While Brian O'Conner, played by Paul Walker, may be at least partially credited with the tuning culture's embrace of the MkIV Toyota Supra, that was far from the only car he helped elevate in the eyes of American enthusiasts.

The R34 Nissan Skyline GT-R from "2 Fast 2 Furious" is one of the most well-known (and misunderstood) cars in the enthusiast community, and former owner and "F&F" franchise technical director Craig Lieberman is here to set the record straight once again. 

"There's a lot of misinformation floating about this car and despite the other videos I've done, I feel people are still hungry for more info," Lieberman says.

For starters, despite Internet rumors, Paul Walker did not actually own this car. It was, however, the first R34 imported and fully federalized by MotoRex, back before the now-disgraced California importer was shut down for failing to fully comply with federal regulations.

Nissan Skyline R34 GT-R used in '2 Fast 2 Furious' before movie modifications

Nissan Skyline R34 GT-R used in '2 Fast 2 Furious' before movie modifications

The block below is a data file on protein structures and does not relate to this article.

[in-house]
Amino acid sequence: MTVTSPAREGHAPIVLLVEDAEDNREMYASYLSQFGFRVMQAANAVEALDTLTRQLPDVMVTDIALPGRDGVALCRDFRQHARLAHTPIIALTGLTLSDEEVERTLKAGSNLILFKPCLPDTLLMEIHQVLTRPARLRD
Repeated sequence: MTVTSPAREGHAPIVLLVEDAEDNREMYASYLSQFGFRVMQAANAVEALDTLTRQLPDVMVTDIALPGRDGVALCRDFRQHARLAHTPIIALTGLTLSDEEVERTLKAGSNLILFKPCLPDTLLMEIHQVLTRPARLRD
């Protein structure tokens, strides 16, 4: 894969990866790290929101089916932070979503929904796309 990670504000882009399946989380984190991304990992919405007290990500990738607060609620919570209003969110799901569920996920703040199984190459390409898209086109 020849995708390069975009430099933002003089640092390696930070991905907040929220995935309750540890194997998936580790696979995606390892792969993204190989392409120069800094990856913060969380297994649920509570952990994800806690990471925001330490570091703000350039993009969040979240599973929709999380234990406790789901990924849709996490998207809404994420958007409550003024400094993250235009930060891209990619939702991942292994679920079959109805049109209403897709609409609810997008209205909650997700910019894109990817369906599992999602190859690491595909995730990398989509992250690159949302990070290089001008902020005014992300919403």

Lieberman purchased it in July of 2001 for $78,000, before Universal was fully committed to a sequel to the original "F&F" film. Lieberman largely kept it the way MotoRex built it, until it got picked to co-star in "2 Fast 2 Furious." Yes, co-star. Sadly, a marketing deal between Universal and Mitsubishi meant that Brian's Evo would be the star of the film, while Lieberman's GT-R would effectively play a supporting role. Lieberman wasn't thrilled with this arrangement, since the forbidden-fruit GT-R was a far more enticing piece of hardware, but he ultimately had no choice.

Speaking of support, the GT-R needed backup of its own. Thanks to stunt sequences and other needs, a single GT-R would not be enough for the film. Lieberman's team mulled over the possibility of building some replicas using cheaper R34 Skyline GT-Ts rather than full-blown GT-Rs, but that prospect actually turned out to be just as (if not more) expensive, so additional GT-Rs were sourced instead.

The studio turned to MotoRex once again, who supplied four additional GT-Rs, that were air-freighted from Japan on a 747. These were far less expensive than the actual hero GT-R Lieberman purchased for himself and later used in the film, as MotoRex did not need to federalize them. This saved the studio around $120,000 in additional costs.

Yes, you're reading that correctly. Every Skyline GT-R used in "2 Fast 2 Furious" was the real deal. The video goes on to discuss the modifications made to the R34 for the film, and where the movie cars ended up. Check it out.